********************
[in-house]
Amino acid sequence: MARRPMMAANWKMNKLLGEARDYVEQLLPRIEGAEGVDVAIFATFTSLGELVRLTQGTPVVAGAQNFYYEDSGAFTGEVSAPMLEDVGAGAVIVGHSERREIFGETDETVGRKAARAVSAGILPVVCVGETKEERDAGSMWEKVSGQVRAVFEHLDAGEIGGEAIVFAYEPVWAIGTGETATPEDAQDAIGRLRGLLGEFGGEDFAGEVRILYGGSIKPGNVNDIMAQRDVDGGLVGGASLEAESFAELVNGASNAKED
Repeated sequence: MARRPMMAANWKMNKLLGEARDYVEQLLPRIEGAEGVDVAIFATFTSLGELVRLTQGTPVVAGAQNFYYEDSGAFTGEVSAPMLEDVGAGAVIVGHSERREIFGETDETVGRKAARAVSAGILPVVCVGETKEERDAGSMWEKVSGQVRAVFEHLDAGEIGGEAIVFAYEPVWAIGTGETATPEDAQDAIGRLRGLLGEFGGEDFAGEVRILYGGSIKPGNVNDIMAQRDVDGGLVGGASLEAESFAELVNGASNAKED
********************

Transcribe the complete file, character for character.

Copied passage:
[in-house]
Amino acid sequence: MARRPMMAANWKMNKLLGEARDYVEQLLPRIEGAEGVDVAIFATFTSLGELVRLTQGTPVVAGAQNFYYEDSGAFTGEVSAPMLEDVGAGAVIVGHSERREIFGETDETVGRKAARAVSAGILPVVCVGETKEERDAGSMWEKVSGQVRAVFEHLDAGEIGGEAIVFAYEPVWAIGTGETATPEDAQDAIGRLRGLLGEFGGEDFAGEVRILYGGSIKPGNVNDIMAQRDVDGGLVGGASLEAESFAELVNGASNAKED
Repeated sequence: MARRPMMAANWKMNKLLGEARDYVEQLLPRIEGAEGVDVAIFATFTSLGELVRLTQGTPVVAGAQNFYYEDSGAFTGEVSAPMLEDVGAGAVIVGHSERREIFGETDETVGRKAARAVSAGILPVVCVGETKEERDAGSMWEKVSGQVRAVFEHLDAGEIGGEAIVFAYEPVWAIGTGETATPEDAQDAIGRLRGLLGEFGGEDFAGEVRILYGGSIKPGNVNDIMAQRDVDGGLVGGASLEAESFAELVNGASNAKED